Rank–nullity theorem

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Rank–nullity theorem

The rank-nullity theorem is a fundamental theorem in linear algebra which relates the dimensions of a linear map's kernel and image with the dimension of its domain.

Stating the theorem[edit]

Let , be vector spaces, where is finite dimensional. Let be a linear transformation. Then[1]

,

where

and .

One can refine this theorem via the splitting lemma to be a statement about an isomorphism of spaces, not just dimensions.

Matrices[edit]

Since [2], matrices immediately come to mind when discussing linear maps. In the case of an matrix, the dimension of the domain is , the number of columns in the matrix. Thus the Rank-Nullity Theorem for a given matrix immediately becomes

.

Proofs[edit]

Here we provide two proofs. The first[3] operates in the general case, using linear maps. The second proof[4] looks at the homogeneous system for with rank and shows explicitly that there exists a set of linearly independent solutions that span the kernel of .

While the theorem requires that the domain of the linear map be finite-dimensional, there is no such assumption on the codomain. This means that there are linear maps not given by matrices for which the theorem applies. Despite this, the first proof is not actually more general than the second: since the image of the linear map is finite-dimensional, we can represent the map from its domain to its image by a matrix, prove the theorem for that matrix, then compose with the inclusion of the image into the full codomain.

First proof[edit]

Let be vector spaces over some field and defined as in the statement of the theorem with .

As is a subspace, there exists a basis for it. Suppose and let

be such a basis.

We may now, by the Steinitz exchange lemma, extend with linearly independent vectors to form a full basis of .

Let

such that

is a basis for .

From this, we know that

.

We now claim that is a basis for . By definition, is generating; it remains to be shown that it is also linearly independent to conclude that it is a basis.

Let
for some .
Thus, owing to the linearity of , it follows that
.
This is a contradiction to being a basis, unless all are equal to zero. This shows that is linearly independent, and more specifically that it is a basis for .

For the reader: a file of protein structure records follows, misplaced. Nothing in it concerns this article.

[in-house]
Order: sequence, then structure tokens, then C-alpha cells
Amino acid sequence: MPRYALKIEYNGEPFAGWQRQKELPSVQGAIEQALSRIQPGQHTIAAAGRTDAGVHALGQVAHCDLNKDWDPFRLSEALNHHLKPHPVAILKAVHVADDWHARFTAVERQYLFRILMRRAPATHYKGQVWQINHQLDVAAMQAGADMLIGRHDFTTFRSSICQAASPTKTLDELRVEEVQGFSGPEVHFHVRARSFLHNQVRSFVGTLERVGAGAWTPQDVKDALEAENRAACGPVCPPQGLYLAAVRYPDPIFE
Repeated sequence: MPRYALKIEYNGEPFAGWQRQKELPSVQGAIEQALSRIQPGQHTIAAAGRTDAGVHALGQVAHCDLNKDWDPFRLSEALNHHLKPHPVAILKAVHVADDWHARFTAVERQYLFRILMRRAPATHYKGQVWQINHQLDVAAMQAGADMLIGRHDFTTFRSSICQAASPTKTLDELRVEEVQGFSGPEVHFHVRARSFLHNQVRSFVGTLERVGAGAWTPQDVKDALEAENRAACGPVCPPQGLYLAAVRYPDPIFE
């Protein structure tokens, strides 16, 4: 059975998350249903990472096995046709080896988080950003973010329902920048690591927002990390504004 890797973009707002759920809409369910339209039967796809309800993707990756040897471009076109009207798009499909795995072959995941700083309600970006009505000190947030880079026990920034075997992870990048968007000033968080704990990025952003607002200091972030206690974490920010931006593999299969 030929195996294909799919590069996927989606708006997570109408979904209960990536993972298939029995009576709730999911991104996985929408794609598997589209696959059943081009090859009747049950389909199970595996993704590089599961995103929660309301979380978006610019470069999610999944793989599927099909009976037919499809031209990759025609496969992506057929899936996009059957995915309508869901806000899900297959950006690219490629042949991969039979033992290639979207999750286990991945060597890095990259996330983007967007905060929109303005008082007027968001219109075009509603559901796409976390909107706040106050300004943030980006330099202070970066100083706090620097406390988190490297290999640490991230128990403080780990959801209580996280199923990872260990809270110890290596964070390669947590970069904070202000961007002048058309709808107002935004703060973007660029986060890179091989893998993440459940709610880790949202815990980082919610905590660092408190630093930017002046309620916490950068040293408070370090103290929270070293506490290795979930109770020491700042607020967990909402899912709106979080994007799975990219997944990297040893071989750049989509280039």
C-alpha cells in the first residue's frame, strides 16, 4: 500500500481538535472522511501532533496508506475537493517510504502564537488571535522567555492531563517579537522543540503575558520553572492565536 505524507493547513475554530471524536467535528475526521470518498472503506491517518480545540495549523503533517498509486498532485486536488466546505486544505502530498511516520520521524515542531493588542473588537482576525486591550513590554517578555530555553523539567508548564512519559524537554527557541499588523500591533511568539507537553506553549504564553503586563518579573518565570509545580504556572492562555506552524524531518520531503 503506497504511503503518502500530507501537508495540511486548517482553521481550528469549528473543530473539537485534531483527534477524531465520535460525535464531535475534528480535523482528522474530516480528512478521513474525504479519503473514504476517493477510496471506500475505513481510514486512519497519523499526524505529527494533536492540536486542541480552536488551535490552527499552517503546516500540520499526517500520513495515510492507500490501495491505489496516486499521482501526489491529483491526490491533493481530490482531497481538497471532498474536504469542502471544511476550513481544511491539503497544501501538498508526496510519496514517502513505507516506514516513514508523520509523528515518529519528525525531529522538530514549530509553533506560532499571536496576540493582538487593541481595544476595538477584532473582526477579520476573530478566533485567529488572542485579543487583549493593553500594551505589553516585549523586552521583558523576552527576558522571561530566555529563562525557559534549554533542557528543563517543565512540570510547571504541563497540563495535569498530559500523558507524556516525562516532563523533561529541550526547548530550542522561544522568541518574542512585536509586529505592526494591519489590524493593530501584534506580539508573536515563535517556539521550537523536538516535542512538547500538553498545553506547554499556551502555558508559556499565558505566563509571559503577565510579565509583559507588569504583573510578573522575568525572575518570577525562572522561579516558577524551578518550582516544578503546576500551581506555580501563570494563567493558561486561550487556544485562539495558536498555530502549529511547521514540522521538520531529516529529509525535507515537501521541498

To summarise, we have , a basis for , and , a basis for .

Finally we may state that

.

This concludes our proof.

Second proof[edit]

Let with linearly independent columns (i.e. ). We will show that:

  1. There exists a set of linearly independent solutions to the homogeneous system .
  2. That every other solution is a linear combination of these solutions.

To do this, we will produce a matrix whose columns form a basis of the null space of .

Without loss of generality, assume that the first columns of are linearly independent. So, we can write

,

where

with linearly independent column vectors, and
, each of whose columns are linear combinations of the columns of .

This means that for some (see rank factorization) and, hence,

.

Let

,

where is the identity matrix. We note that satisfies

Therefore, each of the columns of are particular solutions of .

Furthermore, the columns of are linearly independent because will imply for :

Therefore, the column vectors of constitute a set of linearly independent solutions for .

We next prove that any solution of must be a linear combination of the columns of .

For this, let

be any vector such that . Note that since the columns of are linearly independent, implies .

Therefore,


This proves that any vector that is a solution of must be a linear combination of the special solutions given by the columns of . And we have already seen that the columns of are linearly independent. Hence, the columns of constitute a basis for the null space of . Therefore, the nullity of is . Since equals rank of , it follows that . This concludes our proof.

Reformulations and generalizations[edit]

This theorem is a statement of the first isomorphism theorem of algebra for the case of vector spaces; it generalizes to the splitting lemma.

In more modern language, the theorem can also be phrased as follows: if

0 → UVR → 0

is a short exact sequence of vector spaces, then

.

Here R plays the role of im T and U is ker T, i.e.

In the finite-dimensional case, this formulation is susceptible to a generalization: if

0 → V1V2 → ... → Vr → 0

is an exact sequence of finite-dimensional vector spaces, then

[5]

The rank–nullity theorem for finite-dimensional vector spaces may also be formulated in terms of the index of a linear map. The index of a linear map , where and are finite-dimensional, is defined by

.

Intuitively, is the number of independent solutions of the equation , and is the number of independent restrictions that have to be put on to make solvable. The rank–nullity theorem for finite-dimensional vector spaces is equivalent to the statement

.

We see that we can easily read off the index of the linear map from the involved spaces, without any need to analyze in detail. This effect also occurs in a much deeper result: the Atiyah–Singer index theorem states that the index of certain differential operators can be read off the geometry of the involved spaces.

Notes[edit]

  1. ^ Friedberg; Insel; Spence. Linear Algebra. Pearson. p. 70. ISBN 9780321998897.
  2. ^ Friedberg; Insel; Spence. Linear Algebra. pp. 103–104. ISBN 9780321998897.
  3. ^ Friedberg; Insel; Spence. Linear Algebra. Pearson. p. 70. ISBN 9780321998897.
  4. ^ Banerjee, Sudipto; Roy, Anindya (2014), Linear Algebra and Matrix Analysis for Statistics, Texts in Statistical Science (1st ed.), Chapman and Hall/CRC, ISBN 978-1420095388
  5. ^ Zaman, Ragib. "Dimensions of vector spaces in an exact sequence". Mathematics Stack Exchange. Retrieved 27 October 2015.

References[edit]